Bulletin of Dental Education

Interprofessional Education: The Benefit/Cost Equation

(Conferences and Meetings, Curriculum, Faculty, Involvement) Permanent link   All Posts

A team of presenters from the University of Minnesota described the robust IPE program that the school has put in place in the last few years, and Mr. Jeffrey S. Ogden, Chief Administrative Officer for University of Minnesota School of Dentistry, attempted to quantify its financial impact. As he pointed out, this is easier said than done because each health professions school within the university uses a different accounting system. He has come to some conclusions about the costs and benefits of IPE.

While IPE may be central to an institution's mission, it is difficult to justify financially. The burden of coordinating scheduling across multiple campuses and the revenue lost from increased educational use of hospital resources both bring short-term costs. Mr. Ogden anticipates that IPE will generate a long-term return on investment resulting from fewer patient complaints about their care. In the interim, universities can introduce IPE inexpensively by taking advantage of resources that are already in place. Strategies include:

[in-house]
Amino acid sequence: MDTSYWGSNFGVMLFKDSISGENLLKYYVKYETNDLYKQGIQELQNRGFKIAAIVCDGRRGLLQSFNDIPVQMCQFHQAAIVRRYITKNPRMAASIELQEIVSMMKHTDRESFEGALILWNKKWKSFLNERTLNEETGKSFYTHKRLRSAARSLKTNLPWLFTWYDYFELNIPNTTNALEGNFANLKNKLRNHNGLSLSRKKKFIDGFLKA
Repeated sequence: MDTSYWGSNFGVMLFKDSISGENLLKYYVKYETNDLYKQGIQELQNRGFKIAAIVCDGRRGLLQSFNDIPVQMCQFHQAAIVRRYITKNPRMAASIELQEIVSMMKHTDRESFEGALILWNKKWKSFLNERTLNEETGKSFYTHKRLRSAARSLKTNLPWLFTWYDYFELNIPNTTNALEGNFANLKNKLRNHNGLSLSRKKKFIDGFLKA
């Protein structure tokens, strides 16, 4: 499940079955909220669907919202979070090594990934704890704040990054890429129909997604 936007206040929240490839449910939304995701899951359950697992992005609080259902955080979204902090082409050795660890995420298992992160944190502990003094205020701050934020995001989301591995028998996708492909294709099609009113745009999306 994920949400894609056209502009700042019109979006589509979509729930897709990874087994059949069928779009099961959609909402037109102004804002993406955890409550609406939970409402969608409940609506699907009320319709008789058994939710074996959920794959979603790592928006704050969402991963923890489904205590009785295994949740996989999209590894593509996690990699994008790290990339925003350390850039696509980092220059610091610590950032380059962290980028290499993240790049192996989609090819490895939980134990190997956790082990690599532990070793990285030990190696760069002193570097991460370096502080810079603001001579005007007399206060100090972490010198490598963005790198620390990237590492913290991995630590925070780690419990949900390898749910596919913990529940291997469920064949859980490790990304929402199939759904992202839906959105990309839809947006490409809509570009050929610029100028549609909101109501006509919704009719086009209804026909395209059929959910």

• identifying a leader to manage the IPE initiative who is already on staff (the person’s salary is already part of the budget)
  • working with Area Health Education Centers (AHECs; they have an independent budgets, and IPE is part of their mission)
  • taking advantage of simulation labs within the academic health center
  • adapting existing courses in coordination with other health professions schools rather than adding on new ones

Mr. Ogden pointed out that AHECs also provide a great opportunity to demonstrate the benefits of IPE outside the urban centers where most academic health centers are located and to build support among rural legislators for IPE programs.

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